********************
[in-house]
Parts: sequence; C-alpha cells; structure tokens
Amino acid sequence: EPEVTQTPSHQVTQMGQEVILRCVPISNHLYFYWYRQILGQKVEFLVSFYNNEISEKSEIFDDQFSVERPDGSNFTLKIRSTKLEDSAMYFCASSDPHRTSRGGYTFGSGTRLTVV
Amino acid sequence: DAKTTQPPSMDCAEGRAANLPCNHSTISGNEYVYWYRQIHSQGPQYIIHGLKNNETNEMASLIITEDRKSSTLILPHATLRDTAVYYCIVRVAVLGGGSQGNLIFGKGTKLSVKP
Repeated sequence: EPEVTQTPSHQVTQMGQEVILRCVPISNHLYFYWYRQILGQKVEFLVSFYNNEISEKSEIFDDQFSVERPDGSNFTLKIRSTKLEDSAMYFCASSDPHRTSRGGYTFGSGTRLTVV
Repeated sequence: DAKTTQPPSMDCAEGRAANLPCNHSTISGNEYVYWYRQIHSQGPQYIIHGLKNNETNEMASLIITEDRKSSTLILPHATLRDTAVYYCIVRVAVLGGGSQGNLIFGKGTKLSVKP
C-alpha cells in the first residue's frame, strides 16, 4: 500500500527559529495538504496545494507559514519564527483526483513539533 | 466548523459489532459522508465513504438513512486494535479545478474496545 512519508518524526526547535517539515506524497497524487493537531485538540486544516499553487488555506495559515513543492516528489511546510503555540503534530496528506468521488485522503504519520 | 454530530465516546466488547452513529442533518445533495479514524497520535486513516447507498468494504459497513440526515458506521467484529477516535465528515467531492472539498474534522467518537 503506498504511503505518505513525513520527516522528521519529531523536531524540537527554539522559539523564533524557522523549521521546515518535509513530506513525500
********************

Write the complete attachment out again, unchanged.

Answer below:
[in-house]
Parts: sequence; C-alpha cells; structure tokens
Amino acid sequence: EPEVTQTPSHQVTQMGQEVILRCVPISNHLYFYWYRQILGQKVEFLVSFYNNEISEKSEIFDDQFSVERPDGSNFTLKIRSTKLEDSAMYFCASSDPHRTSRGGYTFGSGTRLTVV
Amino acid sequence: DAKTTQPPSMDCAEGRAANLPCNHSTISGNEYVYWYRQIHSQGPQYIIHGLKNNETNEMASLIITEDRKSSTLILPHATLRDTAVYYCIVRVAVLGGGSQGNLIFGKGTKLSVKP
Repeated sequence: EPEVTQTPSHQVTQMGQEVILRCVPISNHLYFYWYRQILGQKVEFLVSFYNNEISEKSEIFDDQFSVERPDGSNFTLKIRSTKLEDSAMYFCASSDPHRTSRGGYTFGSGTRLTVV
Repeated sequence: DAKTTQPPSMDCAEGRAANLPCNHSTISGNEYVYWYRQIHSQGPQYIIHGLKNNETNEMASLIITEDRKSSTLILPHATLRDTAVYYCIVRVAVLGGGSQGNLIFGKGTKLSVKP
C-alpha cells in the first residue's frame, strides 16, 4: 500500500527559529495538504496545494507559514519564527483526483513539533 | 466548523459489532459522508465513504438513512486494535479545478474496545 512519508518524526526547535517539515506524497497524487493537531485538540486544516499553487488555506495559515513543492516528489511546510503555540503534530496528506468521488485522503504519520 | 454530530465516546466488547452513529442533518445533495479514524497520535486513516447507498468494504459497513440526515458506521467484529477516535465528515467531492472539498474534522467518537 503506498504511503505518505513525513520527516522528521519529531523536531524540537527554539522559539523564533524557522523549521521546515518535509513530506513525500